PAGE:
Earth Notes: On the Salford Energy House (2017-08)Updated 2024-02-12.
... a pre 1910, Victorian-style terrace – has been reconstructed in an environmentally controllable chamber, in which levels of heat, light humidity and rain can be simulated and recreated time and time again.
Energy House 1 represents about a quarter of UK domestic building stock.
Energy House 2 (bigger, more clever) is underway due to open 2021/2022.
The Energy House also exists to explore a subject dear to my heart:
We are also investigating ways to support carbon reduction by encouraging the public to change the way they use energy.
What technology and solutions should people adopt and install? How do you convince them to change behaviour? These are just two of the questions that the cross disciplinary teams from the University of Salford are working on.
For my visit the space containing the house was at a brisk 5°C; the mean UK winter solstice temperature. (London is more like 2°C at that time, I think.) It did indeed feel like a Christmassy chill. The available range is about -12°C to 30°C. I wonder if that top range is high enough to model coming heatwaves...
Dr Richard Fitton conducted the guided tour and gave up a lot of his afternoon too to discuss issues around this house from SAP to curtains and back again via multiple interesting topics! Many thanks.
2t Of Fake Rain
The chamber can also produce sun (as heat/IR), wind, snow, and rain — there's 2 tonnes of 'rain' water stored away to mist/dribble on walls etc as needed. Possibly even fake dews as required...
Inside the Energy House (and a half; there's most of a second 'semi' in the house) are fairly conventional looking rooms. Other than test equipment and lots of trailing wires, temperature (and humidity) measuring points at three heights (ankle, eye, ceiling very roughly), automatic hot water taps and doors to emulate occupancy, and lots of extra meters and sub meters for electricity, gas and heat. I tested the bed, for science; it was acceptably comfy.
The half house has a plant (and rain water tank) room in place of a kitchen downstairs.
A couple of interesting details: the Energy House combi boiler's gas flue is piped to the real outside world so as not to dump combustion products in the enclosed chamber. Also there is PV on the roof of the chamber pointed at the same angle as if on the Energy House's own roof.
70W Non-Human Overlord for Radbot
When I model the heat contribution to a room from a human in it, I tend to use 100W (about the same as a candle, as it happens), to keep the arithmetic simple. In Salford they prefer 70W, for a resting adult human in front of the TV or similar, and that is almost certainly a better figure. (A minority of the time an active occupant, such as a small child racing around, or an adult on an exercise bike, etc, may use more like my 100W.)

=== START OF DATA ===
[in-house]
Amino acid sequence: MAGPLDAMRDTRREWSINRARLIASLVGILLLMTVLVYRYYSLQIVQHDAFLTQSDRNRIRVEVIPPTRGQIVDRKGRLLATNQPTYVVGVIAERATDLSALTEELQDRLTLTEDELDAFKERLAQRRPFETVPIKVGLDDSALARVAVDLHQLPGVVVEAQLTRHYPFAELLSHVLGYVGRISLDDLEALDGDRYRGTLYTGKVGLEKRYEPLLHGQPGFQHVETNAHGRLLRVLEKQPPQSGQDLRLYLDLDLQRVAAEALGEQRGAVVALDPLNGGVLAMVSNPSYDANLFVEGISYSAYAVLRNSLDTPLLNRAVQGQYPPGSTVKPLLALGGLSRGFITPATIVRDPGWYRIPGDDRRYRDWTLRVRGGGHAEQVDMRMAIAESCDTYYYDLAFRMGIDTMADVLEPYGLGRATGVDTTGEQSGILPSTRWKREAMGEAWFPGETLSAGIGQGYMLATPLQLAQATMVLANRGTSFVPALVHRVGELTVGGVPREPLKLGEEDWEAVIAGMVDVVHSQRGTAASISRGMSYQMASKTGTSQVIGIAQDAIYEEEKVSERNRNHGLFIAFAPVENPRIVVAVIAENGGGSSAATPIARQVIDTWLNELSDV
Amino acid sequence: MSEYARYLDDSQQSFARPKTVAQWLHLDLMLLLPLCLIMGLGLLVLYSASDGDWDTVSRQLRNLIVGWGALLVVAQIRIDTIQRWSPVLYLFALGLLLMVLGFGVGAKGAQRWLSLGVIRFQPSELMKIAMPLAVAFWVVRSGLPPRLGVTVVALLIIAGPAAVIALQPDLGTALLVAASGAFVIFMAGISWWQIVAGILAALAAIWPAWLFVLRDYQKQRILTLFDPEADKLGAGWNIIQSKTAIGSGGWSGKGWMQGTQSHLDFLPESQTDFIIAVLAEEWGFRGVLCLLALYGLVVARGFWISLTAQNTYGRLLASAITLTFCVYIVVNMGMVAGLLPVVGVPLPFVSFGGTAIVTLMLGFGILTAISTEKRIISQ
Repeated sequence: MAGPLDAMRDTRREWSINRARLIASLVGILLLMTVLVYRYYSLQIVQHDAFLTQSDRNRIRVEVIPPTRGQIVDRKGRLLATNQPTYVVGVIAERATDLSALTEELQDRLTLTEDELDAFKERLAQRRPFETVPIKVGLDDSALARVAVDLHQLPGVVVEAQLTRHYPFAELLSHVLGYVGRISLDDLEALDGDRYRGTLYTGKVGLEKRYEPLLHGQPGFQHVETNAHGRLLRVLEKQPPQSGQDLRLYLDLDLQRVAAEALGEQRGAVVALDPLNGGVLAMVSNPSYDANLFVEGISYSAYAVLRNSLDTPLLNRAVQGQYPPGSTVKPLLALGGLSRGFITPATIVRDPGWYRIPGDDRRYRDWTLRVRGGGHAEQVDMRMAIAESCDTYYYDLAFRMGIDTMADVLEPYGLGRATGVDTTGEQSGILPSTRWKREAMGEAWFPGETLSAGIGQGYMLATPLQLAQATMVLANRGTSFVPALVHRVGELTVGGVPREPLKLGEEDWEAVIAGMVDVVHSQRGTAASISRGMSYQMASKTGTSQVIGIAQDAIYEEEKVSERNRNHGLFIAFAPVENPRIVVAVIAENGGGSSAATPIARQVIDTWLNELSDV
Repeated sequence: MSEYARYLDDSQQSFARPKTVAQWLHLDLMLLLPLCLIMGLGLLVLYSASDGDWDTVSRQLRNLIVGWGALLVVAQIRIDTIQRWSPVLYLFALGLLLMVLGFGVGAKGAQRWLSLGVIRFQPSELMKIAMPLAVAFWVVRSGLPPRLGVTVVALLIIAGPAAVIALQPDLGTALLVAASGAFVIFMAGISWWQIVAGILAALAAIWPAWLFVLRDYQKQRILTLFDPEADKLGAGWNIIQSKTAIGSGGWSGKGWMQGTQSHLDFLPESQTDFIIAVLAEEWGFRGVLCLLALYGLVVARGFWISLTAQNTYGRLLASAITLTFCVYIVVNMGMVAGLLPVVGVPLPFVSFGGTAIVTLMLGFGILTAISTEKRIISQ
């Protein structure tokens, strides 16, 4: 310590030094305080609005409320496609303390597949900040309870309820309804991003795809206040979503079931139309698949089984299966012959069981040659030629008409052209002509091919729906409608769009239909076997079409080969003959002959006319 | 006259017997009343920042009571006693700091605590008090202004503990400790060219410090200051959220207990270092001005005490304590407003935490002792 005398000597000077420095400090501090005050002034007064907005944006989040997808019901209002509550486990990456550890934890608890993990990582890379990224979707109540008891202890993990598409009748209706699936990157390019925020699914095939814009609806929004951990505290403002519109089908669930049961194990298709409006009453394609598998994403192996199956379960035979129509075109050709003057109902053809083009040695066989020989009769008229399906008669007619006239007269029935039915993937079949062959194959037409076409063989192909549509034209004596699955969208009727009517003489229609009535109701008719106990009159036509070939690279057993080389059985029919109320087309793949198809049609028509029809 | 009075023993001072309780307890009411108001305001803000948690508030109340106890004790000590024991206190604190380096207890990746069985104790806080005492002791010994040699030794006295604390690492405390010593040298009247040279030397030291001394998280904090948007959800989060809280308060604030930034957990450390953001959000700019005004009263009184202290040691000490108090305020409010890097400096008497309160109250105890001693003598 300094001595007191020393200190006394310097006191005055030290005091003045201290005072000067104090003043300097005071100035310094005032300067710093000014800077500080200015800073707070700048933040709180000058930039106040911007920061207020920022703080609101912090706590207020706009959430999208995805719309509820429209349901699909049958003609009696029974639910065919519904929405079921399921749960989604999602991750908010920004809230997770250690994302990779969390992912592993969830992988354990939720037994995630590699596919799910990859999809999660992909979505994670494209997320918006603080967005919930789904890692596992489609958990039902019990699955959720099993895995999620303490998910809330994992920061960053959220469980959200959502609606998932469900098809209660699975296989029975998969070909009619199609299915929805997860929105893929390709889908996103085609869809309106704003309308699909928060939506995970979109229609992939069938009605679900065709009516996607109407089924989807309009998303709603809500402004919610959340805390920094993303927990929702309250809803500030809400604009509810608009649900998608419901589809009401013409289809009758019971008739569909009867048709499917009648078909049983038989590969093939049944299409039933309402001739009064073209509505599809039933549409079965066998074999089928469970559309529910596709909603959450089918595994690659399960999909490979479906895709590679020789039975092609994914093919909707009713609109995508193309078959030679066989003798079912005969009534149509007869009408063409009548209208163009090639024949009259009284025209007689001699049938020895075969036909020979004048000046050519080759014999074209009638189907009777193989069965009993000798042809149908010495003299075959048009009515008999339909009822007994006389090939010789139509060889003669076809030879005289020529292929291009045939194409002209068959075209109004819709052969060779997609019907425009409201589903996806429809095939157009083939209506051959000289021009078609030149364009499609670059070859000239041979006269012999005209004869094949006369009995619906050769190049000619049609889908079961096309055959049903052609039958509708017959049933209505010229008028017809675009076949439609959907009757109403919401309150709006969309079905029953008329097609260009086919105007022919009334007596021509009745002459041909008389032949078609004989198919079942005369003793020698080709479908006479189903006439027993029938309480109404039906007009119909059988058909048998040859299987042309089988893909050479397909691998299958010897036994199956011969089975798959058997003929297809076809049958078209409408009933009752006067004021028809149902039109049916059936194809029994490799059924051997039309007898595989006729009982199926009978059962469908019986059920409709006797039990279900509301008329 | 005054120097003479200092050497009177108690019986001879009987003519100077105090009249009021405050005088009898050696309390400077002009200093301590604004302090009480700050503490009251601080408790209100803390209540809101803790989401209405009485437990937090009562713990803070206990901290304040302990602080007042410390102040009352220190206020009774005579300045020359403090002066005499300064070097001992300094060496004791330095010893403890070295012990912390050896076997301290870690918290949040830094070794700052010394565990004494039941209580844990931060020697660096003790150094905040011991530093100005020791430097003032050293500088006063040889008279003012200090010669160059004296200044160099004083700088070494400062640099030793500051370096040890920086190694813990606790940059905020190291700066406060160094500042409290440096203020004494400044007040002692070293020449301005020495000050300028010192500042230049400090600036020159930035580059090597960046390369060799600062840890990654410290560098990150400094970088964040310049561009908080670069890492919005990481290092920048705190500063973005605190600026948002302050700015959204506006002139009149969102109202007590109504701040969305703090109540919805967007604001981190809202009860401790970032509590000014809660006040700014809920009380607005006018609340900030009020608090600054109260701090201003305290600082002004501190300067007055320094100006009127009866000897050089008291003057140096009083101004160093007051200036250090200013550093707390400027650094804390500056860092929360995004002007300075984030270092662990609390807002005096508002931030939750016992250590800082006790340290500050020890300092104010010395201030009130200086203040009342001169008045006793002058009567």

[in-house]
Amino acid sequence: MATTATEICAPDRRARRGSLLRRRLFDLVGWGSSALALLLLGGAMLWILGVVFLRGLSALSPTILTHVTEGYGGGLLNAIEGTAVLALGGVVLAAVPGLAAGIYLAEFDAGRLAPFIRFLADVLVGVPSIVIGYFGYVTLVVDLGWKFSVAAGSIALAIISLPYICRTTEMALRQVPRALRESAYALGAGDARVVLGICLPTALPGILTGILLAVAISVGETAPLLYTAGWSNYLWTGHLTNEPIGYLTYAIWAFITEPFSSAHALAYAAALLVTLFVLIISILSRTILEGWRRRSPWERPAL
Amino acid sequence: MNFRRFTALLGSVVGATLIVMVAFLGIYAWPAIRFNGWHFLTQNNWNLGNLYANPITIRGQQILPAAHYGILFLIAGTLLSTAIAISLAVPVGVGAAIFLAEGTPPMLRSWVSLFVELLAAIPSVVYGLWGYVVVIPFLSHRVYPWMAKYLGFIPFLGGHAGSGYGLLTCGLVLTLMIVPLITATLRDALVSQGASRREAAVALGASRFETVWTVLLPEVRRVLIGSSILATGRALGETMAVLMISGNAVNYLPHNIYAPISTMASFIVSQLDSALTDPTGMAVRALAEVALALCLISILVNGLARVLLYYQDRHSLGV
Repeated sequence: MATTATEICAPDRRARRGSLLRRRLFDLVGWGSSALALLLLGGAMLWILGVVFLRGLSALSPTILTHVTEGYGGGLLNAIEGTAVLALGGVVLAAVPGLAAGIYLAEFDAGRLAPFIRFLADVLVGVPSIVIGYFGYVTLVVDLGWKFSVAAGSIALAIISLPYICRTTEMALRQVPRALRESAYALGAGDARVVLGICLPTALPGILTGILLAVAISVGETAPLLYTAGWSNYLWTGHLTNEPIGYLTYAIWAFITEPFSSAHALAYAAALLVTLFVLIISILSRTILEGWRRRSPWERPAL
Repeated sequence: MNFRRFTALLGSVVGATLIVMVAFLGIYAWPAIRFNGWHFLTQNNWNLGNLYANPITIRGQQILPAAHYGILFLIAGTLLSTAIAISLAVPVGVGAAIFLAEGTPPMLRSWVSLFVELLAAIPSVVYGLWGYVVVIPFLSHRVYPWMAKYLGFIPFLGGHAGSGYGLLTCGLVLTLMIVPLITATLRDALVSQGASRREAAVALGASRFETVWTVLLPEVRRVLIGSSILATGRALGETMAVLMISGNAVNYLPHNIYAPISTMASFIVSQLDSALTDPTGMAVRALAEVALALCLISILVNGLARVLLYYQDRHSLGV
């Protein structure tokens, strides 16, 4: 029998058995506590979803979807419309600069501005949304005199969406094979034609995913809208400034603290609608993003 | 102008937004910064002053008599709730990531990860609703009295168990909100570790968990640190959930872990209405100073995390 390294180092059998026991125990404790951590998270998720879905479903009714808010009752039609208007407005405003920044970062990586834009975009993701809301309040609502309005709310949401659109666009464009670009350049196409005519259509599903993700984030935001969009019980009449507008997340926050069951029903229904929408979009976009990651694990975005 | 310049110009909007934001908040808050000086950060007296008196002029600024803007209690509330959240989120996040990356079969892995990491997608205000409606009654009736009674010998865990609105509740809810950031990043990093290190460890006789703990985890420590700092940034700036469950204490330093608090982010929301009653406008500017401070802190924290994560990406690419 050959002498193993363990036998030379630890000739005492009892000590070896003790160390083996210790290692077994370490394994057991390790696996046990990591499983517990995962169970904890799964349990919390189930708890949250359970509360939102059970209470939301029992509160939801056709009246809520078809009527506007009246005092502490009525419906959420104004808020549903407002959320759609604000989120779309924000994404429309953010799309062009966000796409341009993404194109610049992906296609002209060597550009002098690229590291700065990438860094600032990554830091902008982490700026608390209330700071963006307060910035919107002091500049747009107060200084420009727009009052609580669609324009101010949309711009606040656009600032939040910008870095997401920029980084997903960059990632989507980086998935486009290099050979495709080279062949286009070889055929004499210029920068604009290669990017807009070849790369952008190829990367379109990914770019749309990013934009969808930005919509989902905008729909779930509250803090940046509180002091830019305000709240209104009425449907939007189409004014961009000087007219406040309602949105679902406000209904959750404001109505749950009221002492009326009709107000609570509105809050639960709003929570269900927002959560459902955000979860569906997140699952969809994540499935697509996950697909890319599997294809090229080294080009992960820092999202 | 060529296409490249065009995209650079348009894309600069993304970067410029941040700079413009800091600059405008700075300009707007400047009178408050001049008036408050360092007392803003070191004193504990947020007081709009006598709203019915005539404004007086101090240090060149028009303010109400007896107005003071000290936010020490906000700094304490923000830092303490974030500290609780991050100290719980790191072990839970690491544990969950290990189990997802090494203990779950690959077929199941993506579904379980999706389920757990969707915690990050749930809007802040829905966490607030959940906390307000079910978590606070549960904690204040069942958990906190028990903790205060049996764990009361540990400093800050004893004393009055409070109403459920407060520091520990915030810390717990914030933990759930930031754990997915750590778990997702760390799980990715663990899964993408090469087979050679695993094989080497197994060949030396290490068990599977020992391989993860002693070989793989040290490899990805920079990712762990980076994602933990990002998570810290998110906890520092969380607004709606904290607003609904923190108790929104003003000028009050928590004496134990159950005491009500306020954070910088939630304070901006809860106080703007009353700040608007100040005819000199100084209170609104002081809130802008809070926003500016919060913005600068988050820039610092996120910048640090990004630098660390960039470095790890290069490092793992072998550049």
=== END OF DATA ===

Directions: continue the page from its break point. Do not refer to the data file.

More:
The actual manifestation of this replacement human is a white metal tube with holes for ventilation at very roughly mouth height, and that can be easily moved around the room to simulate the location of the humans. Inside, its beating heart is in fact some old-fashioned incandescent bulbs on dimmers to get the right heat output.
I can imagine a scenario testing Radbot in the Energy House, where Radbot's metal stand-in "humans" have a lower IQ than it! No disrespect to real humans who do have better things to do with their time than fiddling with the heat...
Incidentally, the actual "official" space heating was from radiators, ie hydronic/wet heating, driven from a modern condensing gas combi boiler. Each rad had a smart TRV on it (obviously the 'wrong' one!), and temperature sensors and a heat meter. Fully tricked out for data gathering and energy-consumption monitoring in other words.
One interesting case was where a test was going on upstairs on how to best deal with the horrible but common case of a rad against an outside wall underneath a leaky, single-glazed sash window. In that case, for maximum control as I understand it, the heat source is actually electric, but piped into a conventional rad to mimic how it pushes heat out into the room (and indeed the exterior wall).
What Is "The" Temperature of a Room
An interesting side question that came up, an old chestnut, is what is a room's temperature? (Given that measured air temperature can be as much as 7°C different from bottom to top in a typical UK home.) And that neglects humidity, drafts, and radiative effects. The old "two experts, three opinions" effect is real!
I think of "the" temperature as being at eye height when seated (if that would cover most of the time in the room). Interestingly this seems to be where Part M of the English reasons dictates that a wall thermostat should be placed these days.
Those of us with radiators rather than underfloor heating will be well aware that eye-height may be peachy, but feet can still be frozen. Well-placed radiators unobstructed by curtains and furniture should be able to stir up strong enough convection currents to remove such uncomfortable stratification. But it remains a real phenomenon from time to time.
And pertinent to the all-in-one Radbot, measuring temperature close to the radiator, and typically in UK homes near the floor... What temperature does it see compared to a human on a sofa elsewhere in the room? One reason that Radbot, like many other TRVs, has numbers but not temperatures on its control. The exact temperature at your ankles may not be that relevant to your comfort on any given hour.
See photos from a revisit in July 2018.
2019-02-01: Experiment Run